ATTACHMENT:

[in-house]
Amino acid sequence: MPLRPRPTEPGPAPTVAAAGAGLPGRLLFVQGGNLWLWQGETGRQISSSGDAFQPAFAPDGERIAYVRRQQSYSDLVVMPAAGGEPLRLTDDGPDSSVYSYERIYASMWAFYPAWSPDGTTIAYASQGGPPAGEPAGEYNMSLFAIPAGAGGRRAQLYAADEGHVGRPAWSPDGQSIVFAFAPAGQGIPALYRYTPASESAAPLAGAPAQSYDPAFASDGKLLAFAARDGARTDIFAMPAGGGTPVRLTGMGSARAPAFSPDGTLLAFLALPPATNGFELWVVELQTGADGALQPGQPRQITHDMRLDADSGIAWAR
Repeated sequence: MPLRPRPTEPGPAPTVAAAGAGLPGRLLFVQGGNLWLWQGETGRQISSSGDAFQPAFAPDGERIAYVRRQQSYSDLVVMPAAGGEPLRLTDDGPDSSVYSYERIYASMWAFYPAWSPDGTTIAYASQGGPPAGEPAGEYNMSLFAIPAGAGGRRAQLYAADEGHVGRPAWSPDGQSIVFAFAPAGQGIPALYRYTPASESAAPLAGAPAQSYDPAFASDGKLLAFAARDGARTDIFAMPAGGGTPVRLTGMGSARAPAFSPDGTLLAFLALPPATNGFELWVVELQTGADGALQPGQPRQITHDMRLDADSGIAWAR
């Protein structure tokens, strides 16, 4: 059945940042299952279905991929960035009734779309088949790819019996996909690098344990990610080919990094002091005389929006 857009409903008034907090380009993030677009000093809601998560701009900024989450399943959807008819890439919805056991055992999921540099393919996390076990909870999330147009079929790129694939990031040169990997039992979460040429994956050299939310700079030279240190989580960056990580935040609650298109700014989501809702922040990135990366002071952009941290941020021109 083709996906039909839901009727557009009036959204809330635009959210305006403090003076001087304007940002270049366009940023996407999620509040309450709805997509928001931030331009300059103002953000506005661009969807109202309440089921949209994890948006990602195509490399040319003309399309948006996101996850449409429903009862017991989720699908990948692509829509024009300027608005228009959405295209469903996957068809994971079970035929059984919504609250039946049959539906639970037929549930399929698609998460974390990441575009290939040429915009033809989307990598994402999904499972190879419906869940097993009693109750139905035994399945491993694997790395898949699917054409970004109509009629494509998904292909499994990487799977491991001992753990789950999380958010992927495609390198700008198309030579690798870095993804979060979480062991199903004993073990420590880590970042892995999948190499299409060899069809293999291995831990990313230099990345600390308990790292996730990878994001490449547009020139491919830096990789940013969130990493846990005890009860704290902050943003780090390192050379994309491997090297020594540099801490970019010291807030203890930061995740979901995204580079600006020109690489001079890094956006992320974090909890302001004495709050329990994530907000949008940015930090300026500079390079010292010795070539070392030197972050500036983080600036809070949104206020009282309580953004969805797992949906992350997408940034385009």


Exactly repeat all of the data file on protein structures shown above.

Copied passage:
[in-house]
Amino acid sequence: MPLRPRPTEPGPAPTVAAAGAGLPGRLLFVQGGNLWLWQGETGRQISSSGDAFQPAFAPDGERIAYVRRQQSYSDLVVMPAAGGEPLRLTDDGPDSSVYSYERIYASMWAFYPAWSPDGTTIAYASQGGPPAGEPAGEYNMSLFAIPAGAGGRRAQLYAADEGHVGRPAWSPDGQSIVFAFAPAGQGIPALYRYTPASESAAPLAGAPAQSYDPAFASDGKLLAFAARDGARTDIFAMPAGGGTPVRLTGMGSARAPAFSPDGTLLAFLALPPATNGFELWVVELQTGADGALQPGQPRQITHDMRLDADSGIAWAR
Repeated sequence: MPLRPRPTEPGPAPTVAAAGAGLPGRLLFVQGGNLWLWQGETGRQISSSGDAFQPAFAPDGERIAYVRRQQSYSDLVVMPAAGGEPLRLTDDGPDSSVYSYERIYASMWAFYPAWSPDGTTIAYASQGGPPAGEPAGEYNMSLFAIPAGAGGRRAQLYAADEGHVGRPAWSPDGQSIVFAFAPAGQGIPALYRYTPASESAAPLAGAPAQSYDPAFASDGKLLAFAARDGARTDIFAMPAGGGTPVRLTGMGSARAPAFSPDGTLLAFLALPPATNGFELWVVELQTGADGALQPGQPRQITHDMRLDADSGIAWAR
């Protein structure tokens, strides 16, 4: 059945940042299952279905991929960035009734779309088949790819019996996909690098344990990610080919990094002091005389929006 857009409903008034907090380009993030677009000093809601998560701009900024989450399943959807008819890439919805056991055992999921540099393919996390076990909870999330147009079929790129694939990031040169990997039992979460040429994956050299939310700079030279240190989580960056990580935040609650298109700014989501809702922040990135990366002071952009941290941020021109 083709996906039909839901009727557009009036959204809330635009959210305006403090003076001087304007940002270049366009940023996407999620509040309450709805997509928001931030331009300059103002953000506005661009969807109202309440089921949209994890948006990602195509490399040319003309399309948006996101996850449409429903009862017991989720699908990948692509829509024009300027608005228009959405295209469903996957068809994971079970035929059984919504609250039946049959539906639970037929549930399929698609998460974390990441575009290939040429915009033809989307990598994402999904499972190879419906869940097993009693109750139905035994399945491993694997790395898949699917054409970004109509009629494509998904292909499994990487799977491991001992753990789950999380958010992927495609390198700008198309030579690798870095993804979060979480062991199903004993073990420590880590970042892995999948190499299409060899069809293999291995831990990313230099990345600390308990790292996730990878994001490449547009020139491919830096990789940013969130990493846990005890009860704290902050943003780090390192050379994309491997090297020594540099801490970019010291807030203890930061995740979901995204580079600006020109690489001079890094956006992320974090909890302001004495709050329990994530907000949008940015930090300026500079390079010292010795070539070392030197972050500036983080600036809070949104206020009282309580953004969805797992949906992350997408940034385009």